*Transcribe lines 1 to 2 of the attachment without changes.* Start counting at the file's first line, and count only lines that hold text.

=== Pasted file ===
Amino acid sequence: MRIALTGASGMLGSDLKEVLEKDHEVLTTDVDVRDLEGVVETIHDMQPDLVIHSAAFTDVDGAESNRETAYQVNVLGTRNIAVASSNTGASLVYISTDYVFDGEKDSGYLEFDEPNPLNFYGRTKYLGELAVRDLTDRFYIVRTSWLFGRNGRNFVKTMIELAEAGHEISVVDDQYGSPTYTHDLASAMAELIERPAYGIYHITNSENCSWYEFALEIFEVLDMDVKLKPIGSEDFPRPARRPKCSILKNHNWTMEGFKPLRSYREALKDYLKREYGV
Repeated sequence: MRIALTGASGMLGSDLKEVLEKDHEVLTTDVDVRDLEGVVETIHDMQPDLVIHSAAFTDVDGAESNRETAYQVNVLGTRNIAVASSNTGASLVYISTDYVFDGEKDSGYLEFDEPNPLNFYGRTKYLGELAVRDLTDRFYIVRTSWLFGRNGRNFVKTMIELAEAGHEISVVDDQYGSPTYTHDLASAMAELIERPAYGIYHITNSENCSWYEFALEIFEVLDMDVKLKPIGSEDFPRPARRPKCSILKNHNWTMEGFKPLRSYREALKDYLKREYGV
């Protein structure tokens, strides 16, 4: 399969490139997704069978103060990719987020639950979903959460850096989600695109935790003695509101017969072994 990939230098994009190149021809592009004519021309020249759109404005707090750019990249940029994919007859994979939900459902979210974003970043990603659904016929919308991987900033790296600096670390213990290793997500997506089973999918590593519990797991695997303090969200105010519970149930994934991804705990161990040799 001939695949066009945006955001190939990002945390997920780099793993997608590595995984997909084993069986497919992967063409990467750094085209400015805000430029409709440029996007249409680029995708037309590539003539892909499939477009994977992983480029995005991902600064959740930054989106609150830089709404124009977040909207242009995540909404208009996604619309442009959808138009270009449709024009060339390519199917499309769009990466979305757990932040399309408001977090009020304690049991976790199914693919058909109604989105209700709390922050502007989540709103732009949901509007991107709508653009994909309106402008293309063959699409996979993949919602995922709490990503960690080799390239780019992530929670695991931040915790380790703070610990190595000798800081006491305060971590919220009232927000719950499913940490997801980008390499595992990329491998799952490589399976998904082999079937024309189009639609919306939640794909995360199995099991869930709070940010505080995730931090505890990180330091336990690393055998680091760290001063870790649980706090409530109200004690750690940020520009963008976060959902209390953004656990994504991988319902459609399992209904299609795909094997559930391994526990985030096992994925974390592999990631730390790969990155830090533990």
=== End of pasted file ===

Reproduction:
Amino acid sequence: MRIALTGASGMLGSDLKEVLEKDHEVLTTDVDVRDLEGVVETIHDMQPDLVIHSAAFTDVDGAESNRETAYQVNVLGTRNIAVASSNTGASLVYISTDYVFDGEKDSGYLEFDEPNPLNFYGRTKYLGELAVRDLTDRFYIVRTSWLFGRNGRNFVKTMIELAEAGHEISVVDDQYGSPTYTHDLASAMAELIERPAYGIYHITNSENCSWYEFALEIFEVLDMDVKLKPIGSEDFPRPARRPKCSILKNHNWTMEGFKPLRSYREALKDYLKREYGV
Repeated sequence: MRIALTGASGMLGSDLKEVLEKDHEVLTTDVDVRDLEGVVETIHDMQPDLVIHSAAFTDVDGAESNRETAYQVNVLGTRNIAVASSNTGASLVYISTDYVFDGEKDSGYLEFDEPNPLNFYGRTKYLGELAVRDLTDRFYIVRTSWLFGRNGRNFVKTMIELAEAGHEISVVDDQYGSPTYTHDLASAMAELIERPAYGIYHITNSENCSWYEFALEIFEVLDMDVKLKPIGSEDFPRPARRPKCSILKNHNWTMEGFKPLRSYREALKDYLKREYGV